Under the Bodhi Tree
- the Dalai Lama and Fr. Freeman
In looking through some old issues of The Tablet, I stopped to read one about Christianity and Buddhism, titled Under the Bodhi Tree, by Benedictine monk and priest Laurence Freeman, founder of the John Main Center for Meditation and Inter-religious Dialogue at Georgetown University. It speaks of the effforts to find common values in Christianity and Buddhism. Since I have an interest in Buddhism (my sister still practices meditation, though I've given it up), here's some of the article below ...
A single leaf fell. Early December mornings in Bodhgaya are, by Indian standards, rather fresh. By English standards, however, the sun was already quite strong, as we sat down on well-arranged cushions under the Bodhi tree with the Dalai Lama. Here was the most sacred of Buddhist places of pilgrimage, where, two and a half millennia ago, the Buddha came to enlightenment ......
At the beginning of our first session, he gave us a powerful and moving sign. When we were seated and about to begin, a large rolled Tibetan thanka was brought to him, which he presented to our meditation community as a gift. Thankas, painted on cloth, are, rather like Christian icons, portable devotional objects, often of great beauty. As it was being unrolled, the Dalai Lama asked me to guess what the subject was. I thought it would be some Buddhist theme traditional to the genre, a wheel of life or Bodhisattva. Instead there appeared an exquisite Nativity scene, in bright Tibetan colours and gentle style – not at all what I expected. Modelled on a fifteenth-century Dutch altarpiece, it was rendered in typical Tibetan style, so that the ox looked rather like a yak and the lute- playing angel like a descending Bodhisattva, and it drew a gasp and spontaneous applause from everyone.
One has to take risks to make progress. There are apparently some Buddhists who do not feel easy with the familiarity the Dalai Lama shows to Christians. And there are even some Christians who feel that Buddhism presents a threat to Western Christianity. But it is a groundless fear. The Dalai Lama, as he frequently repeats, does not advise people to change their religion although, of course, he recognises their right to do so.
Some do indeed change. But the Western Buddhists I have met generally seem to me people for whom Buddhism is a first genuine religious experience. Why this should be so in a Christian culture is a question for the Churches to answer. The large numbers of young people who frequent Buddhist meditation centres are attracted to Buddhist thought, or even to the Dalai Lama’s personal goodness. They are not apostates – they are seekers. When they find, through The Good Heart, for example, a Christianity open to dialogue which offers them a spirituality of depth and a revelation of joy, they often embrace it with relief. The Dalai Lama told me that of the many letters he still receives because of The Good Heart, the ones that please him most are those from Christians telling him how it has helped them to embrace their traditional faith afresh .....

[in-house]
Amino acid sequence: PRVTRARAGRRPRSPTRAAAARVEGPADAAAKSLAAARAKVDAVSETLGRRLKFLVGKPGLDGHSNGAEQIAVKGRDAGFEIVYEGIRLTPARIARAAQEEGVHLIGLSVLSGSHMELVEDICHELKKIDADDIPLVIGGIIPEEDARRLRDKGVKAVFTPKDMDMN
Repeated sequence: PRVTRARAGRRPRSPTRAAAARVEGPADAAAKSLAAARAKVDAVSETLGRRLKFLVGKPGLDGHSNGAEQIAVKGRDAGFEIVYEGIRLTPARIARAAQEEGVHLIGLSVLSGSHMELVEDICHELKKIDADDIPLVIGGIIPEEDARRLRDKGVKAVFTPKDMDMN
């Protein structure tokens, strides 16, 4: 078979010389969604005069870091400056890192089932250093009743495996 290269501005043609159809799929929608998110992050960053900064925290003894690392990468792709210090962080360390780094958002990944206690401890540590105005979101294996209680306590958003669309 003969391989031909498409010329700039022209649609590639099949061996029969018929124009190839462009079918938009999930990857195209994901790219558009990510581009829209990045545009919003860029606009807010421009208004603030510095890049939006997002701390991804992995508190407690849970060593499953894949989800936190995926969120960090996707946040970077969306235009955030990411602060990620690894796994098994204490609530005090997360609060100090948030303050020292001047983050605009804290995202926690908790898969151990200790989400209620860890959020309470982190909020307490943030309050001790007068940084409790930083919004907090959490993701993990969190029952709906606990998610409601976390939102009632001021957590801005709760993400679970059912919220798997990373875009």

As we sat under the Bodhi tree one morning before meditation, I read the Beatitudes aloud. Later as we prepared for the dialogue session, I read the Crucifixion narrative. The Dalai Lama listened intently, as we did to his searching questions about Jesus and how Christians see God in Jesus, about hell and purgatory, grace and faith. What does it mean, he asked, that Jesus is the only son of God?
These sessions were far from academic; rather, we pilgrims to Bodhgaya felt as one does after a good workout – tired but energised, clearer and stronger. The point of dialogue with those you love and respect is not to convince but to listen. The greatest changes are wrought by listening. This is what Mary teaches us as we see her gazing on the humility of God in the beautiful Nativity thanka that on Christmas Eve, a week after Bodhgaya, adorned the wall of the church at my Cockfosters monastery during midnight Mass.
Perhaps, though, we were being rather selfish pilgrims. We were thinking, not about how many Buddhists we had convinced, but of how much deeper and more precious our understanding of Jesus had become. And yet, is this not the secret of Christianity, to see how Christ who dwells with the Father and in the human heart dances in a thousand places? Seeing that, we learn the secret of abandoning divisions and fears and embracing the universal friendship which the Dalai Lama shares so amazingly with the world.
Can it be done? Is there enough time to do it? If these are the questions Jesus declined to answer to his disciples, perhaps what we should do is give time to watching the leaf of enlightenment fall and see its hidden meaning. See how simply and naturally it falls and with what divine punctuality and precision.